Isaiah Thomas began his NBA career as the 60th and final pick in the 2011 draft. At 5’9”, Thomas has been one of the league’s shortest players since the day he first put on a uniform. Last season, he defied the odds by making his first All-Star appearance. What can the Celtics’ point guard do for an encore in 2016-17?
“I tell people: I want to be All-Star, I want to be All-NBA, one day I want to be an MVP. That’s not just me talking. That’s goals that I have.”
Could Thomas actually be named the NBA’s most valuable player this season?
A lot of things would have to go his way, but it’s not entirely out of the realm of possibility. Let’s start building Isaiah’s case by breaking down the candidacies of several leading contenders for the award.
Out West, two prime MVP candidates are teammates: Stephen Curry and Kevin Durant of the Golden State Warriors. Combined, Curry and Durant have won the last three NBA MVP awards. However, the chances of either winning again for the 2016-17 season took a hit when they became part of the same starting lineup. If Curry and Durant each put up their regular superstar numbers, they’ll likely split many MVP votes.
More importantly, what if the Warriors fail to live up to the hype of being a record-setting 73-win team that added a top-five player in the offseason? Any sort of regression from Golden State could easily cause voters to look elsewhere for an MVP.
How about Durant’s former running mate in Oklahoma City: Russell Westbrook? Westbrook is the MVP favorite in Las Vegas, as he is now a one-man wrecking crew with the Thunder. Oklahoma City is off to a 6-2 start with Westbrook scoring more than 30 points per game and nearly averaging a triple-double. The high-octane guard is doing his best to prove he doesn’t need Durant by his side, but is his early-season performance sustainable?
Previous MVP winners have played almost exclusively for teams that finished at or near the top of their conference standings. Steve Nash captured the award (his second in a row) while leading a 54-28 Suns squad in 2005-06 that finished third in the West, but that’s the exception to the rule. Even if Westbrook can maintain his absurd statistical output, it’s hard to envision the Thunder reaching 54 wins in the Western Conference.
The Houston Rockets’ James Harden is in a similar boat. Harden is leading the league in assists through eight games, while also scoring upwards of 30 points a night. Like Westbrook, Harden can be expected to post MVP-type stats, but his team’s record could keep him from figuring seriously in the conversation.
Anthony Davis dropped 50 for the Pelicans on opening night, then followed it up with a 45-point showing in his second game of year. Unfortunately for Davis, New Orleans is sitting dead last in the Western Conference at 1-8 and his MVP campaign never even had a chance to get off the ground.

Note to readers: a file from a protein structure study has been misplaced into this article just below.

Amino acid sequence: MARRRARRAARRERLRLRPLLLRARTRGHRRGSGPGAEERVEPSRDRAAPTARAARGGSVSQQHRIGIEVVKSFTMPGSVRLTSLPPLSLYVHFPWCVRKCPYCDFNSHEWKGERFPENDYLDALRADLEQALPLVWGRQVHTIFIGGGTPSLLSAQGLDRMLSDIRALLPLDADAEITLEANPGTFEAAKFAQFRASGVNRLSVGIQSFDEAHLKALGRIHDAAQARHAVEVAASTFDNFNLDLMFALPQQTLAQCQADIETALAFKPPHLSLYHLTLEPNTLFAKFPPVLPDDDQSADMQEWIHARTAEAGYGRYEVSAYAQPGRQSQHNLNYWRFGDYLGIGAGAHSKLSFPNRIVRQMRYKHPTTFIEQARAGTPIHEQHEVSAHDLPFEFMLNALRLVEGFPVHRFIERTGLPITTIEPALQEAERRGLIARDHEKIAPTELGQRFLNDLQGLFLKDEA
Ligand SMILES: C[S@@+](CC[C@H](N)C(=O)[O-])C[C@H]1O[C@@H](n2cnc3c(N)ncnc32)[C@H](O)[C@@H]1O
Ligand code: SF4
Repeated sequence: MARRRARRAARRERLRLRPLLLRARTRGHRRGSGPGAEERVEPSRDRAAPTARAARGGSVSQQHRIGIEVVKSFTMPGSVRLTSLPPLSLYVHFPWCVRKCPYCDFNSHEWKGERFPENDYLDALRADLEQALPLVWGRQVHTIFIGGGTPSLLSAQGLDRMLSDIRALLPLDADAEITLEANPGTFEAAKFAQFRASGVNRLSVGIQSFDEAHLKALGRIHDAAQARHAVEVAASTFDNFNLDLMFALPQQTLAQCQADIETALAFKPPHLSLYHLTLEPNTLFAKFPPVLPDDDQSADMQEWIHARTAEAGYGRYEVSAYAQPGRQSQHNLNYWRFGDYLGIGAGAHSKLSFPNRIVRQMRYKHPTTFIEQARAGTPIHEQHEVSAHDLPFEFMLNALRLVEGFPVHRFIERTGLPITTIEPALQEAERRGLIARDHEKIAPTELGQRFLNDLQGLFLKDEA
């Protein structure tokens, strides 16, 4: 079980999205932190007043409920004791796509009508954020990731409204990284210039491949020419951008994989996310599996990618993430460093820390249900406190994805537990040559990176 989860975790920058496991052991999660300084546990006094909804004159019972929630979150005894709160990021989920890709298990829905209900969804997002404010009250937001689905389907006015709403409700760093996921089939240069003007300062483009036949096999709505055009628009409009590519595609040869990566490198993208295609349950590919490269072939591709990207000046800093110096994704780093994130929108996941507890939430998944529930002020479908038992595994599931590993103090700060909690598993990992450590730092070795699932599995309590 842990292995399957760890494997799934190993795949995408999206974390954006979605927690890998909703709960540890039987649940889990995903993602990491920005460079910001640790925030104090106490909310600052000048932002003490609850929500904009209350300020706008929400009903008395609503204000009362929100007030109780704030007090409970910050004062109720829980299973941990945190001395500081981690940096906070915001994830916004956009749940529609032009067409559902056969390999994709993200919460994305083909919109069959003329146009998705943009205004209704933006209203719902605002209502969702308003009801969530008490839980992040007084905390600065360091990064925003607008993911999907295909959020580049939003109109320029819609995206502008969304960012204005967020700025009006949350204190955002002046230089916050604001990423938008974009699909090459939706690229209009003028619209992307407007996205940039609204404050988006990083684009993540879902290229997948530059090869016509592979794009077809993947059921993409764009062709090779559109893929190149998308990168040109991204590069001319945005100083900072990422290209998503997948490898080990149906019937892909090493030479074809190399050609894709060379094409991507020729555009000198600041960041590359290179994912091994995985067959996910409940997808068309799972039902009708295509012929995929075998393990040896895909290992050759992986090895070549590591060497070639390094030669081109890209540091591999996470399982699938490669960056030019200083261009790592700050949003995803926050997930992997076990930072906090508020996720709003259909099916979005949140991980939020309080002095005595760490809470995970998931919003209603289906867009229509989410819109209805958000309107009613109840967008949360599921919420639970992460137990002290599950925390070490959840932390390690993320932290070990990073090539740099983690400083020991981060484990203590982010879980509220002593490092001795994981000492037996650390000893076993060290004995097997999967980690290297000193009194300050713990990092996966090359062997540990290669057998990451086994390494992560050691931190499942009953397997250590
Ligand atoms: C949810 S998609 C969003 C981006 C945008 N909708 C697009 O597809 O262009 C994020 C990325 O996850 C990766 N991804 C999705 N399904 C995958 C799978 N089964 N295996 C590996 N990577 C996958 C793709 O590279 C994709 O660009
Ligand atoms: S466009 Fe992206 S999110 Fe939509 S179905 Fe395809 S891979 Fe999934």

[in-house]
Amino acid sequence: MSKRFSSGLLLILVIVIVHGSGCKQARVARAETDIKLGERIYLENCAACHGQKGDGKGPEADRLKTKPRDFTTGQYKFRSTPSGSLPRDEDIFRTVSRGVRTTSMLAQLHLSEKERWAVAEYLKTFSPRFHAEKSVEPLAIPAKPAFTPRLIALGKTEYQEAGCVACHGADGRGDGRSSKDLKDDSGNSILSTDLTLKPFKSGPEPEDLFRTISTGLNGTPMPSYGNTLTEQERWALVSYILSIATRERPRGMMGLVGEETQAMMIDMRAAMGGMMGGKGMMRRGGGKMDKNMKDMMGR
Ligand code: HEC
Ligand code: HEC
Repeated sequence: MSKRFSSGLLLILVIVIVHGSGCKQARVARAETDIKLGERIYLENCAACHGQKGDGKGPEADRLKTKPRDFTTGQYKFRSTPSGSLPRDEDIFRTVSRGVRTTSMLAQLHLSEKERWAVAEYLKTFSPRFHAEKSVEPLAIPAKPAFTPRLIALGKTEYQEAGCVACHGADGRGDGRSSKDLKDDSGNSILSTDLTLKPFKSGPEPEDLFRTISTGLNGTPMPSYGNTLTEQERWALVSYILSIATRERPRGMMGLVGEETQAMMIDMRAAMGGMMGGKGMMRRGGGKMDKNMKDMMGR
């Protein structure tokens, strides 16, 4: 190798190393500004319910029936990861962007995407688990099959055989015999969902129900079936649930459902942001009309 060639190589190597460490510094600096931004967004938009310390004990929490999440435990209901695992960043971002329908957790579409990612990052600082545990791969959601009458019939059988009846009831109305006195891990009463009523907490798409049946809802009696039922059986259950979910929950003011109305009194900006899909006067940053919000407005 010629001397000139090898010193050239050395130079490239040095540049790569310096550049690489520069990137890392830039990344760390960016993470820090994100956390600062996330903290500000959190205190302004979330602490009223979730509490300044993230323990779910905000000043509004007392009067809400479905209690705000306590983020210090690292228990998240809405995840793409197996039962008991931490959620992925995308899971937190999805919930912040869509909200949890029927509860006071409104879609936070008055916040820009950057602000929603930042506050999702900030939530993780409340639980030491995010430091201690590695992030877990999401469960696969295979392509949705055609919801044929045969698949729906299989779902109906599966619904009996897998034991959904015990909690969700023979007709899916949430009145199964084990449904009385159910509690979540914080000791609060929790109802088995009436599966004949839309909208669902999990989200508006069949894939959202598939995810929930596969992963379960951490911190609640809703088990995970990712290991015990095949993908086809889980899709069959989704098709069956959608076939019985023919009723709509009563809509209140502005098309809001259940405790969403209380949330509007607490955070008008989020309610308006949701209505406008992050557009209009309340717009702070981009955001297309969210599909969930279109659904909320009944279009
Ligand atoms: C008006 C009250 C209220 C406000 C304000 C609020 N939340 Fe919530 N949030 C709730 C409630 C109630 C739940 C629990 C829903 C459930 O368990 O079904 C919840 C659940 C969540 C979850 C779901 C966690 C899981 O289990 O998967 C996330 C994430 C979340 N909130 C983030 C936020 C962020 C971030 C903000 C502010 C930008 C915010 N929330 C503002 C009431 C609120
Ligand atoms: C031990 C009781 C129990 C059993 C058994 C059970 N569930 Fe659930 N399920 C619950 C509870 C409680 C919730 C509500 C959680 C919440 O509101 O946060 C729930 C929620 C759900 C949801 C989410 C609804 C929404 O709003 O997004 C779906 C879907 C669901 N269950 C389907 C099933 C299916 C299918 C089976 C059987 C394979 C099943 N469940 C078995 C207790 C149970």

In San Antonio, Kawhi Leonard poses a serious threat to Thomas’ MVP dreams. The Spurs appear very good once again, and Leonard is clearly their go-to guy. Last season, Kawhi logged 21.2 points, 6.8 rebounds and 2.6 assists per game. The 25-year-old is expected to take another leap forward in 2016-17, but if his scoring average plateaus he may not get significant MVP consideration.
Back East, there’s one thing that must happen in order for Thomas to have a shot at MVP: LeBron James needs to miss time due to an injury. After 13 seasons in the league and nearly 1,200 total games played, maybe he’s finally due?
Considering he’s a defending champion and hasn’t taken home an MVP trophy since 2013, James is a great bet to win the award this year. However, that won’t happen if he misses a significant portion of the season. An injury could also open the door for Boston to capture the top spot in the Eastern Conference.
Through the Celtics’ first seven games, Thomas is averaging 25.7 points, 3.1 rebounds and 7.3 assists per contest. With a slight bump in assists, those would definitely be MVP-caliber numbers. When Al Horford returns, Thomas will have a big man who thrives at running the pick and roll, something he’s been missing since coming to Boston. Horford’s presence on the floor should do wonders for Thomas’ ability to distribute the basketball.
Last year, Isaiah finished 11th in the NBA with 22.2 points per game, while knocking down 7.6 free-throws per contest. Over his past three outings, Thomas is 35 for 36 at the charity stripe. A few more points from the foul line per night might be exactly what he needs to rank among the league’s elite scorers.
What if Thomas winds up sixth in scoring behind only Curry, Durant, Westbrook, Harden and Davis? What if he also guides the Celtics to a high-50s win total and a No. 2 seed in the East? Maybe even the conference’s top spot if LeBron needs rest at any point during the regular season? If he does all that, why can’t Thomas be NBA MVP?